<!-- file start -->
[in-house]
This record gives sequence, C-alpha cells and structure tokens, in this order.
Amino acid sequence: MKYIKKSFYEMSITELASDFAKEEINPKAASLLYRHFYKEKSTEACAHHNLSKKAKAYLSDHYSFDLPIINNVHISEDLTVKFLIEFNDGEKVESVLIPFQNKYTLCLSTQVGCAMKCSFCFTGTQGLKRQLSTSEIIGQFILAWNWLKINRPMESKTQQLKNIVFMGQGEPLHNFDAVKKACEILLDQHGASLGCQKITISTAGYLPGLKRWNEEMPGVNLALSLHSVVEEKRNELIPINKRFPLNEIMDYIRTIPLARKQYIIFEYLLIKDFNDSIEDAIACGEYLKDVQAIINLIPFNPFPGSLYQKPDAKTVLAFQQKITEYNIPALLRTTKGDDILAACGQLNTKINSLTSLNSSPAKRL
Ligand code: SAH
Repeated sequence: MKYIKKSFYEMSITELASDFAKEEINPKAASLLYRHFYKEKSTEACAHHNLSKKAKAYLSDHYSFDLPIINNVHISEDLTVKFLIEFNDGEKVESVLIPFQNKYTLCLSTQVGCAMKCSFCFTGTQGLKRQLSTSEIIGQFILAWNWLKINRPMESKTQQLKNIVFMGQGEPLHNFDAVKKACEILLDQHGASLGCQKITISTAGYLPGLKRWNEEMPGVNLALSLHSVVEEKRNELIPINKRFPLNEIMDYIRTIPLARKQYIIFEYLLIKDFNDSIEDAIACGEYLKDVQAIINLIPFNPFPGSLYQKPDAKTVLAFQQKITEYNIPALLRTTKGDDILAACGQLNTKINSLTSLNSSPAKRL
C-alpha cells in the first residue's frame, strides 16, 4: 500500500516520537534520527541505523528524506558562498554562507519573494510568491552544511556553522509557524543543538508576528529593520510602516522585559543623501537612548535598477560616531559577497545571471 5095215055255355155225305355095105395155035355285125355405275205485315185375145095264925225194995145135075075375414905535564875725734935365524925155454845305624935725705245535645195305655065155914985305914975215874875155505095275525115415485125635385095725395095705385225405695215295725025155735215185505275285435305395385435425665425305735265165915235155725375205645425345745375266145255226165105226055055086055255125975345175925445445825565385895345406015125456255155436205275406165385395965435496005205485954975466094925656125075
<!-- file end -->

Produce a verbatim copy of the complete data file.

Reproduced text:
[in-house]
This record gives sequence, C-alpha cells and structure tokens, in this order.
Amino acid sequence: MKYIKKSFYEMSITELASDFAKEEINPKAASLLYRHFYKEKSTEACAHHNLSKKAKAYLSDHYSFDLPIINNVHISEDLTVKFLIEFNDGEKVESVLIPFQNKYTLCLSTQVGCAMKCSFCFTGTQGLKRQLSTSEIIGQFILAWNWLKINRPMESKTQQLKNIVFMGQGEPLHNFDAVKKACEILLDQHGASLGCQKITISTAGYLPGLKRWNEEMPGVNLALSLHSVVEEKRNELIPINKRFPLNEIMDYIRTIPLARKQYIIFEYLLIKDFNDSIEDAIACGEYLKDVQAIINLIPFNPFPGSLYQKPDAKTVLAFQQKITEYNIPALLRTTKGDDILAACGQLNTKINSLTSLNSSPAKRL
Ligand code: SAH
Repeated sequence: MKYIKKSFYEMSITELASDFAKEEINPKAASLLYRHFYKEKSTEACAHHNLSKKAKAYLSDHYSFDLPIINNVHISEDLTVKFLIEFNDGEKVESVLIPFQNKYTLCLSTQVGCAMKCSFCFTGTQGLKRQLSTSEIIGQFILAWNWLKINRPMESKTQQLKNIVFMGQGEPLHNFDAVKKACEILLDQHGASLGCQKITISTAGYLPGLKRWNEEMPGVNLALSLHSVVEEKRNELIPINKRFPLNEIMDYIRTIPLARKQYIIFEYLLIKDFNDSIEDAIACGEYLKDVQAIINLIPFNPFPGSLYQKPDAKTVLAFQQKITEYNIPALLRTTKGDDILAACGQLNTKINSLTSLNSSPAKRL
C-alpha cells in the first residue's frame, strides 16, 4: 500500500516520537534520527541505523528524506558562498554562507519573494510568491552544511556553522509557524543543538508576528529593520510602516522585559543623501537612548535598477560616531559577497545571471 5095215055255355155225305355095105395155035355285125355405275205485315185375145095264925225194995145135075075375414905535564875725734935365524925155454845305624935725705245535645195305655065155914985305914975215874875155505095275525115415485125635385095725395095705385225405695215295725025155735215185505275285435305395385435425665425305735265165915235155725375205645425345745375266145255226165105226055055086055255125975345175925445445825565385895345406015125456255155436205275406165385395965435496005205485954975466094925656125075